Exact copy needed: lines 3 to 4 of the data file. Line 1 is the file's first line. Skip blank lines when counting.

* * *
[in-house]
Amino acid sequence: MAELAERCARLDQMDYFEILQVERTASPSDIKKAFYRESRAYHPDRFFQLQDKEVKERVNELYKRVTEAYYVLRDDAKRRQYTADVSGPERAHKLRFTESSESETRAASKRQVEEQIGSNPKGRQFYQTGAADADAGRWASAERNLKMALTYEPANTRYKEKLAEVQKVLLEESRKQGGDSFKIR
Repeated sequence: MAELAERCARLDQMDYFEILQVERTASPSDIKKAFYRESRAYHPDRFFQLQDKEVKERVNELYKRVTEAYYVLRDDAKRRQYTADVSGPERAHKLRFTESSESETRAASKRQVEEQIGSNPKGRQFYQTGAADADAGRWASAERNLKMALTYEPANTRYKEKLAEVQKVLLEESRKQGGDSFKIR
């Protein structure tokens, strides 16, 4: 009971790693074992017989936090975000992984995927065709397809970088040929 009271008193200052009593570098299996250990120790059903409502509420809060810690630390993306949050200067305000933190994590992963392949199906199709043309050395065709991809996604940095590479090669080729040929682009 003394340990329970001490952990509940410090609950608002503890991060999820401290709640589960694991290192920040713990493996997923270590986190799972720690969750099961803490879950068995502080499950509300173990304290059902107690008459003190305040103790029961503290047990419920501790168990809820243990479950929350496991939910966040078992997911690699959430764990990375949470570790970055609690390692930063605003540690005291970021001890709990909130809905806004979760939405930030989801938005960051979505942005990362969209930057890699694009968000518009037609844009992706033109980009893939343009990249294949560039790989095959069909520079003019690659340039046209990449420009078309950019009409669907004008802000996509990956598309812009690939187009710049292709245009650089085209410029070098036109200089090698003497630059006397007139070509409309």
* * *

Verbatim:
Repeated sequence: MAELAERCARLDQMDYFEILQVERTASPSDIKKAFYRESRAYHPDRFFQLQDKEVKERVNELYKRVTEAYYVLRDDAKRRQYTADVSGPERAHKLRFTESSESETRAASKRQVEEQIGSNPKGRQFYQTGAADADAGRWASAERNLKMALTYEPANTRYKEKLAEVQKVLLEESRKQGGDSFKIR
């Protein structure tokens, strides 16, 4: 009971790693074992017989936090975000992984995927065709397809970088040929 009271008193200052009593570098299996250990120790059903409502509420809060810690630390993306949050200067305000933190994590992963392949199906199709043309050395065709991809996604940095590479090669080729040929682009 003394340990329970001490952990509940410090609950608002503890991060999820401290709640589960694991290192920040713990493996997923270590986190799972720690969750099961803490879950068995502080499950509300173990304290059902107690008459003190305040103790029961503290047990419920501790168990809820243990479950929350496991939910966040078992997911690699959430764990990375949470570790970055609690390692930063605003540690005291970021001890709990909130809905806004979760939405930030989801938005960051979505942005990362969209930057890699694009968000518009037609844009992706033109980009893939343009990249294949560039790989095959069909520079003019690659340039046209990449420009078309950019009409669907004008802000996509990956598309812009690939187009710049292709245009650089085209410029070098036109200089090698003497630059006397007139070509409309």